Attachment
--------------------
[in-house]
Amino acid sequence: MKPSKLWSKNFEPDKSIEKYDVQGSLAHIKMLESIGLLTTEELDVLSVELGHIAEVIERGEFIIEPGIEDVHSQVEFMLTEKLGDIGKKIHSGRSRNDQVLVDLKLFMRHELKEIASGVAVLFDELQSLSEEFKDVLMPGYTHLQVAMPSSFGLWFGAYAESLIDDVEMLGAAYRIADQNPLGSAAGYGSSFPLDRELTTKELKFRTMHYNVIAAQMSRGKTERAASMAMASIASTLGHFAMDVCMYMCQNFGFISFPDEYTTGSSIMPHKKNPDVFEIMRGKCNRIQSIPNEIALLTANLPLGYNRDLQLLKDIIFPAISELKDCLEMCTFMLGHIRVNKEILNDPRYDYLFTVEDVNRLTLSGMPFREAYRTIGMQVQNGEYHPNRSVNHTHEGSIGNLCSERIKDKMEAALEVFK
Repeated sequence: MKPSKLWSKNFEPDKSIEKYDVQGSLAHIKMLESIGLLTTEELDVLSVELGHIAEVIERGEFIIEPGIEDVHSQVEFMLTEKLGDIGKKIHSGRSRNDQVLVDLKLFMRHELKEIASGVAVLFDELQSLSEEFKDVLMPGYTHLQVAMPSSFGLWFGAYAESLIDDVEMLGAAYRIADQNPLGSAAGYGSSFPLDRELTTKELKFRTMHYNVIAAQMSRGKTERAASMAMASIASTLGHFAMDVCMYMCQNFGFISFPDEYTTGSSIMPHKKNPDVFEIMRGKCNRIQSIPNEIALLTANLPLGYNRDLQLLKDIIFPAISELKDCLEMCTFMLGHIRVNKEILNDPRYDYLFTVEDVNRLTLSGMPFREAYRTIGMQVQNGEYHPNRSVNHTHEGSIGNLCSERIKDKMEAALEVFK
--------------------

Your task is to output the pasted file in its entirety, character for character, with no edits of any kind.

[in-house]
Amino acid sequence: MKPSKLWSKNFEPDKSIEKYDVQGSLAHIKMLESIGLLTTEELDVLSVELGHIAEVIERGEFIIEPGIEDVHSQVEFMLTEKLGDIGKKIHSGRSRNDQVLVDLKLFMRHELKEIASGVAVLFDELQSLSEEFKDVLMPGYTHLQVAMPSSFGLWFGAYAESLIDDVEMLGAAYRIADQNPLGSAAGYGSSFPLDRELTTKELKFRTMHYNVIAAQMSRGKTERAASMAMASIASTLGHFAMDVCMYMCQNFGFISFPDEYTTGSSIMPHKKNPDVFEIMRGKCNRIQSIPNEIALLTANLPLGYNRDLQLLKDIIFPAISELKDCLEMCTFMLGHIRVNKEILNDPRYDYLFTVEDVNRLTLSGMPFREAYRTIGMQVQNGEYHPNRSVNHTHEGSIGNLCSERIKDKMEAALEVFK
Repeated sequence: MKPSKLWSKNFEPDKSIEKYDVQGSLAHIKMLESIGLLTTEELDVLSVELGHIAEVIERGEFIIEPGIEDVHSQVEFMLTEKLGDIGKKIHSGRSRNDQVLVDLKLFMRHELKEIASGVAVLFDELQSLSEEFKDVLMPGYTHLQVAMPSSFGLWFGAYAESLIDDVEMLGAAYRIADQNPLGSAAGYGSSFPLDRELTTKELKFRTMHYNVIAAQMSRGKTERAASMAMASIASTLGHFAMDVCMYMCQNFGFISFPDEYTTGSSIMPHKKNPDVFEIMRGKCNRIQSIPNEIALLTANLPLGYNRDLQLLKDIIFPAISELKDCLEMCTFMLGHIRVNKEILNDPRYDYLFTVEDVNRLTLSGMPFREAYRTIGMQVQNGEYHPNRSVNHTHEGSIGNLCSERIKDKMEAALEVFK